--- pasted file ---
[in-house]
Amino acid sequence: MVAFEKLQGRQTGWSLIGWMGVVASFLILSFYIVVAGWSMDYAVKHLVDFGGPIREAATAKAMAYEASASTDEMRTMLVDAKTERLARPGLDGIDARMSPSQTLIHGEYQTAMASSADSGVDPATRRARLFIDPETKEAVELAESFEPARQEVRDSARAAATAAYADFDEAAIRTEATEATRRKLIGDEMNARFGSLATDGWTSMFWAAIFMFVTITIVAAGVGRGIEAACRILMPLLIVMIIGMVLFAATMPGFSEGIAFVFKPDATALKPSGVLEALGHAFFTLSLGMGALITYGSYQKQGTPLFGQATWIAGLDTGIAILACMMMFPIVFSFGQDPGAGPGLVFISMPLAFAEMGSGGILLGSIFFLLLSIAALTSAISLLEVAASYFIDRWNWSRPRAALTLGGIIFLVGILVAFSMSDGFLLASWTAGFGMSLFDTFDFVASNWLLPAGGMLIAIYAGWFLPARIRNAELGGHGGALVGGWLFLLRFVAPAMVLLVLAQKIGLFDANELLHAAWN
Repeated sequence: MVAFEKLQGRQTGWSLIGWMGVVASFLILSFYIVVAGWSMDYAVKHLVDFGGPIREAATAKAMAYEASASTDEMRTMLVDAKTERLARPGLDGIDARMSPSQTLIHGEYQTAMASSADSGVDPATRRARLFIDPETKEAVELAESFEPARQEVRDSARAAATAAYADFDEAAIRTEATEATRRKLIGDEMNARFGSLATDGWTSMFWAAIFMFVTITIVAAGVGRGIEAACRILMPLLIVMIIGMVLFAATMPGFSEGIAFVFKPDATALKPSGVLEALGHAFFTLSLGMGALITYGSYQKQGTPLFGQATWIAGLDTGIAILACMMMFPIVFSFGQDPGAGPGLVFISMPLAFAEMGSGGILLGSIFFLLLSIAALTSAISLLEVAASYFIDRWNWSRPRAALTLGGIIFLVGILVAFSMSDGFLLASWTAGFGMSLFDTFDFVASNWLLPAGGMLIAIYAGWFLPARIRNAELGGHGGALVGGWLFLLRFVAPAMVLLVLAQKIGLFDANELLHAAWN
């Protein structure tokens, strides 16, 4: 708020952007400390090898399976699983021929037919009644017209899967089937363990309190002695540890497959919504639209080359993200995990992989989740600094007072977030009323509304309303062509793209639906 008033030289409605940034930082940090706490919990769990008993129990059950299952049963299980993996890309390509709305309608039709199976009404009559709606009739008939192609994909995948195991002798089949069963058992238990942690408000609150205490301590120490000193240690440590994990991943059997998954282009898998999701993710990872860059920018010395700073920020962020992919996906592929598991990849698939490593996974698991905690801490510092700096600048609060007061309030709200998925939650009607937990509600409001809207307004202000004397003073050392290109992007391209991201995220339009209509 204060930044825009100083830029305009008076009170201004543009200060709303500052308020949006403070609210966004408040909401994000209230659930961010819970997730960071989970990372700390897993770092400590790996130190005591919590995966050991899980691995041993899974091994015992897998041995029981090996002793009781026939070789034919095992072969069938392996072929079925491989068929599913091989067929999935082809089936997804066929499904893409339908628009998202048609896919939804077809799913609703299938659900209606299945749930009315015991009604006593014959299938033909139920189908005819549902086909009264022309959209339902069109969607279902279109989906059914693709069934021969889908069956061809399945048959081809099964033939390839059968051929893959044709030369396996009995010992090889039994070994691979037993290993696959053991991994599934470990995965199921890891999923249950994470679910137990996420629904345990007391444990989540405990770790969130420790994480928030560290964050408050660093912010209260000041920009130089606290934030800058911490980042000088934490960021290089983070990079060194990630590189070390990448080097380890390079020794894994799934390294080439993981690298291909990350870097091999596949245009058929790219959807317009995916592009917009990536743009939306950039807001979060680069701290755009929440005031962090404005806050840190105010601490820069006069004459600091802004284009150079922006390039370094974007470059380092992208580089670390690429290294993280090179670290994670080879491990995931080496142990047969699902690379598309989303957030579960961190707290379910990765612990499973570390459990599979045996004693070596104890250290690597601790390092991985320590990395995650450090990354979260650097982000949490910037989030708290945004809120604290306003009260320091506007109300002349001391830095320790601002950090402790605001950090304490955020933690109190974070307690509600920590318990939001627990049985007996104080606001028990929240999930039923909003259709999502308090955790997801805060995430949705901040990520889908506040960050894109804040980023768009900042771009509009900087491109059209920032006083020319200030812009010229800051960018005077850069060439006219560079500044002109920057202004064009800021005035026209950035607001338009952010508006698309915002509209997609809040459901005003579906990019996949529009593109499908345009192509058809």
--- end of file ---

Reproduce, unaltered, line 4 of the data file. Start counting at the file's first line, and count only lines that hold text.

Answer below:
């Protein structure tokens, strides 16, 4: 708020952007400390090898399976699983021929037919009644017209899967089937363990309190002695540890497959919504639209080359993200995990992989989740600094007072977030009323509304309303062509793209639906 008033030289409605940034930082940090706490919990769990008993129990059950299952049963299980993996890309390509709305309608039709199976009404009559709606009739008939192609994909995948195991002798089949069963058992238990942690408000609150205490301590120490000193240690440590994990991943059997998954282009898998999701993710990872860059920018010395700073920020962020992919996906592929598991990849698939490593996974698991905690801490510092700096600048609060007061309030709200998925939650009607937990509600409001809207307004202000004397003073050392290109992007391209991201995220339009209509 204060930044825009100083830029305009008076009170201004543009200060709303500052308020949006403070609210966004408040909401994000209230659930961010819970997730960071989970990372700390897993770092400590790996130190005591919590995966050991899980691995041993899974091994015992897998041995029981090996002793009781026939070789034919095992072969069938392996072929079925491989068929599913091989067929999935082809089936997804066929499904893409339908628009998202048609896919939804077809799913609703299938659900209606299945749930009315015991009604006593014959299938033909139920189908005819549902086909009264022309959209339902069109969607279902279109989906059914693709069934021969889908069956061809399945048959081809099964033939390839059968051929893959044709030369396996009995010992090889039994070994691979037993290993696959053991991994599934470990995965199921890891999923249950994470679910137990996420629904345990007391444990989540405990770790969130420790994480928030560290964050408050660093912010209260000041920009130089606290934030800058911490980042000088934490960021290089983070990079060194990630590189070390990448080097380890390079020794894994799934390294080439993981690298291909990350870097091999596949245009058929790219959807317009995916592009917009990536743009939306950039807001979060680069701290755009929440005031962090404005806050840190105010601490820069006069004459600091802004284009150079922006390039370094974007470059380092992208580089670390690429290294993280090179670290994670080879491990995931080496142990047969699902690379598309989303957030579960961190707290379910990765612990499973570390459990599979045996004693070596104890250290690597601790390092991985320590990395995650450090990354979260650097982000949490910037989030708290945004809120604290306003009260320091506007109300002349001391830095320790601002950090402790605001950090304490955020933690109190974070307690509600920590318990939001627990049985007996104080606001028990929240999930039923909003259709999502308090955790997801805060995430949705901040990520889908506040960050894109804040980023768009900042771009509009900087491109059209920032006083020319200030812009010229800051960018005077850069060439006219560079500044002109920057202004064009800021005035026209950035607001338009952010508006698309915002509209997609809040459901005003579906990019996949529009593109499908345009192509058809």